How To Frame A Wall

by Darwin Hall

neutral living room

In new construction, such as a room addition, framing is basically a textbook operation.

In remodeling an existing structure, however, you must be prepared to improvise and make adjustments for unique situations.

You may find unorthodox framing conditions inside a wall, under a floor, or in an attic, and you will have to work around them.

Your goal should always be to make the house stronger when you finish than it was when you began.

Framing Walls

Stud walls consist of a sole plate nailed to the subfloor, vertical studs, and a double top plate, with extra studs and blocking added where walls intersect.

Openings are framed with headers and extra studs.  The terminology for the parts discussed may vary in different parts of the country and carpenters and contractors may have their own vernacular but they all serve the same function.

Studs.  Studs are normally spaced every 16 inches or 24 inches, on center.  If the wall bears a floor, the studs must be spaced no more than every 16 inches on center.  Studs are usually 2 by 4s, but must be 2 by 6 if the wall bears more than two floors.  In cold climates, 2 by 6s are often used for exterior walls because they can hold more insulation.

See also:  Preparing Floor And Walls For Basement Remodeling

The standard height of most ceilings is 8 feet, so the studs are typically 92 ¼ inches tall.  Higher ceiling require longer studs.

If you are ordering studs for a large project, figure one stud for every linear foot of wall.

The extras will get used up fast for blocking and cripple studs.  A good practice is to use standard framing lumber for most of the wall, but to use kiln-dried studs to frame doors and large windows to ensure that they will be absolutely straight.

Plates.  The sole plate and top plate are the same size lumber as the studs, usually 2 by 4s.  Use long lumber for plates, splicing lengths together for long walls.

modern living roomAlthough the sole plate does not extend across doorways, if you are framing a wall on the floor and lifting it into position, it is easier to use a continuous sole plate and then cut out the doorway section after the wall is in place.

If you are building walls on a concrete slab, use pressure-treated lumber or a durable species of wood for the soleplates.

Bearing walls require a double top plate, consisting of a top plate and a cap plate nailed onto it.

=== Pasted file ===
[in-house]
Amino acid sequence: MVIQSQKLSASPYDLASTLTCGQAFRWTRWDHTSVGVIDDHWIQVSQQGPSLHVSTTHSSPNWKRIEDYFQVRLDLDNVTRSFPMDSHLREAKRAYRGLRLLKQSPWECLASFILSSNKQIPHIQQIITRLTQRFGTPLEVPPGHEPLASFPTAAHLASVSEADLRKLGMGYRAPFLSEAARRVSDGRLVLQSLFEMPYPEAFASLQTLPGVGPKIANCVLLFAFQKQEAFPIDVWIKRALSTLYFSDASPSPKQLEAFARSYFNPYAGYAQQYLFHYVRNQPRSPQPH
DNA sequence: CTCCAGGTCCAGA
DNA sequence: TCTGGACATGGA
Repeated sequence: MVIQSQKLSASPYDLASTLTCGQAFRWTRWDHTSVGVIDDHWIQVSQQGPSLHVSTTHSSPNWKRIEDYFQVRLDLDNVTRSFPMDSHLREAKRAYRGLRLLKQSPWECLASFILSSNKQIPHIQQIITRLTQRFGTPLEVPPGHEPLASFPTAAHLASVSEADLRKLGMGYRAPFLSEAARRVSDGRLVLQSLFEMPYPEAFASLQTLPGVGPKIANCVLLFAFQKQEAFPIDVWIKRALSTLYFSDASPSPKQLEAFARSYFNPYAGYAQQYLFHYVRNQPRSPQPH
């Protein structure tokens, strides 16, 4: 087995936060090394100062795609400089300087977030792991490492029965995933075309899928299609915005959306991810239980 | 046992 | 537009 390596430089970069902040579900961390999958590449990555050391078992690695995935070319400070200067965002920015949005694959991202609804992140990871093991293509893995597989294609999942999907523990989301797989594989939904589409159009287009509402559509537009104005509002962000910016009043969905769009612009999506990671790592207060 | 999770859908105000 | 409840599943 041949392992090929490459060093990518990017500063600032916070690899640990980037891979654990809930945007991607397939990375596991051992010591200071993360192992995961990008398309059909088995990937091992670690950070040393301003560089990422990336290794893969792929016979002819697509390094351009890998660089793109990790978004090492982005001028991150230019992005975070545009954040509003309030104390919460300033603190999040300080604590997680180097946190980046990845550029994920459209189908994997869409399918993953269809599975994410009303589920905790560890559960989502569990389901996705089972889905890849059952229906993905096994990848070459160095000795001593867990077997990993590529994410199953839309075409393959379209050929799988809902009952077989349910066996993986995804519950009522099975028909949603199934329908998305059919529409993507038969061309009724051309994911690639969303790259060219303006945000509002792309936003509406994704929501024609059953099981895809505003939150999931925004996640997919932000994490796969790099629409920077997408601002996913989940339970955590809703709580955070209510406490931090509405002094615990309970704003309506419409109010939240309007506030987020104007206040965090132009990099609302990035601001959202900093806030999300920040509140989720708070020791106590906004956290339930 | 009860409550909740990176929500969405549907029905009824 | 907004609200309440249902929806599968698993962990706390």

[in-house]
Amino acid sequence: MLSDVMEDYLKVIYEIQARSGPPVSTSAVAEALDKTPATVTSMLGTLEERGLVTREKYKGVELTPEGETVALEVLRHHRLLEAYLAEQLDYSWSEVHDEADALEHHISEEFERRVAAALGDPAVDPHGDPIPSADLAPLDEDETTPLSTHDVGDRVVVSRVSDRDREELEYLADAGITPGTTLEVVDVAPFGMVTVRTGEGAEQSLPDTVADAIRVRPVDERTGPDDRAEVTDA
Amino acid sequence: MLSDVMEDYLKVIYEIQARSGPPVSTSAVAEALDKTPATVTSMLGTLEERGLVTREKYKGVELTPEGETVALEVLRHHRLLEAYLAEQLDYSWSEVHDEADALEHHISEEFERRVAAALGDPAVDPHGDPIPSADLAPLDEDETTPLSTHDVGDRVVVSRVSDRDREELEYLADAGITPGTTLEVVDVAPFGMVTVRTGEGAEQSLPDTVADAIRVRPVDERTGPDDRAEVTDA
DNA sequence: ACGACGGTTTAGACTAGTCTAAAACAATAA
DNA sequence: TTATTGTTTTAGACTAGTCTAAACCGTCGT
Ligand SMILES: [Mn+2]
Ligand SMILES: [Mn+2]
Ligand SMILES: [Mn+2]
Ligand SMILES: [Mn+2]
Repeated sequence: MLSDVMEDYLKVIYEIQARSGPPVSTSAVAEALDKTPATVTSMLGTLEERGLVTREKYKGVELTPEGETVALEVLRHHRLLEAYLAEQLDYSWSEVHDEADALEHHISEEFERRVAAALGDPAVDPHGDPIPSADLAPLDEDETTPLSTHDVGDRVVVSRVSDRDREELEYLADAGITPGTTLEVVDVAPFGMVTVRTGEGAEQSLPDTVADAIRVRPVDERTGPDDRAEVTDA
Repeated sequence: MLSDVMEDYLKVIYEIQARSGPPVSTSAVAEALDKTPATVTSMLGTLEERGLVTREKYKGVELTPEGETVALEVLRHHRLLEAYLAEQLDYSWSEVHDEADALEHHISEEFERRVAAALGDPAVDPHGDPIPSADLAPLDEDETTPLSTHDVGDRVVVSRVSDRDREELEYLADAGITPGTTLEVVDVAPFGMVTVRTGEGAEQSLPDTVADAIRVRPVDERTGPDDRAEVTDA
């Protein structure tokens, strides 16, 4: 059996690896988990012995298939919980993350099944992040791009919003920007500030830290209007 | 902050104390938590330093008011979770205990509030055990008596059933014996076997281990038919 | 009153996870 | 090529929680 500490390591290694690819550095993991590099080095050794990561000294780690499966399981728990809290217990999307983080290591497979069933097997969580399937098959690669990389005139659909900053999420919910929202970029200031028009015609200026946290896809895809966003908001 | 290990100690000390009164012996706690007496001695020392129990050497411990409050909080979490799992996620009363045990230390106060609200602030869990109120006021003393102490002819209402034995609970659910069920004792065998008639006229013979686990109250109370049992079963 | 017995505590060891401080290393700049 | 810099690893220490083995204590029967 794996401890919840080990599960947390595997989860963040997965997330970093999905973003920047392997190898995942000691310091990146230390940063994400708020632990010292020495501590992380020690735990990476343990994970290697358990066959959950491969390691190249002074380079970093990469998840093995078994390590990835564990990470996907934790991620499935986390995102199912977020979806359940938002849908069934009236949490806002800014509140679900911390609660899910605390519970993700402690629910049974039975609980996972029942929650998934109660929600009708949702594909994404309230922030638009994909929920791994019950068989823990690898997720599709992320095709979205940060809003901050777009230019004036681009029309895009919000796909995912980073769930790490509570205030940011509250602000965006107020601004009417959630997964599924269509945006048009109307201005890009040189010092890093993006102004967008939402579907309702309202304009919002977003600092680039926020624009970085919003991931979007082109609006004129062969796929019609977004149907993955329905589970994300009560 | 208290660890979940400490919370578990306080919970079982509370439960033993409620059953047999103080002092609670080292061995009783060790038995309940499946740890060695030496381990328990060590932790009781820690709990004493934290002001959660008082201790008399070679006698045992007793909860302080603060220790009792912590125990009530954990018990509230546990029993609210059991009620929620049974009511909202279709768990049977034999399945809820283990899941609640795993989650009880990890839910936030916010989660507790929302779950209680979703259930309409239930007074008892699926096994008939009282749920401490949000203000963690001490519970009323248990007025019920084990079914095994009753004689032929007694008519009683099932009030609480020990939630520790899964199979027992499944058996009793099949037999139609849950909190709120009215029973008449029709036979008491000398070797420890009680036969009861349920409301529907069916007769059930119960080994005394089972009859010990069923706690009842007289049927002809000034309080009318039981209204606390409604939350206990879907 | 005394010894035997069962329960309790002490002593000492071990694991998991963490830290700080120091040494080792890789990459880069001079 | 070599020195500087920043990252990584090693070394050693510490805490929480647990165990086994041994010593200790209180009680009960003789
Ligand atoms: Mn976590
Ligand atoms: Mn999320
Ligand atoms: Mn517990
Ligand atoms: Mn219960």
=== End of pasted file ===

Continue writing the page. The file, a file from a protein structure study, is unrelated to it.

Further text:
A single top plate is allowed on partition walls.

However, if you are framing many walls at a time, you can avoid confusion and having to cut studs to different lengths if you frame all the walls with double top plates.

When framing a wall, first attach only the top plate.  Install the cap plate after all the walls are up.

This makes it possible to overlap the top plate and cap plate at the corners, making a stronger connection.  Any splice in a top plate must be centered over a stud, and splices in cap plates must be at least 4 feet from splices in top plates.

Openings.  Frame openings with a header across the top.

The header should be the same width as the studs, either solid 4-by lumber or two pieces of 2-by material sandwiched together with 3/8-inch plywood spacers between them.

The depth of the header depends on its span and the loads concentrated above it.

For instance, you can use a 4 by 6 header to span 6 feet if the wall has no floors above it, but this same header can only span 4 feet if it is carrying another floor as well as the roof load.

Watch the VideoEach end of the header bears on a shorter stud called a trimmer stud or jack stud, which must extend all the way to the soleplate.  Trimmer studs are flanked by full-length studs, sometimes called king studs.  Regardless of where an opening occurs, the 16-inch layout of joists continues from one end of the wall to the other.  Cripple studs, used to fill in spaces above headers and below sills, should follow this layout.

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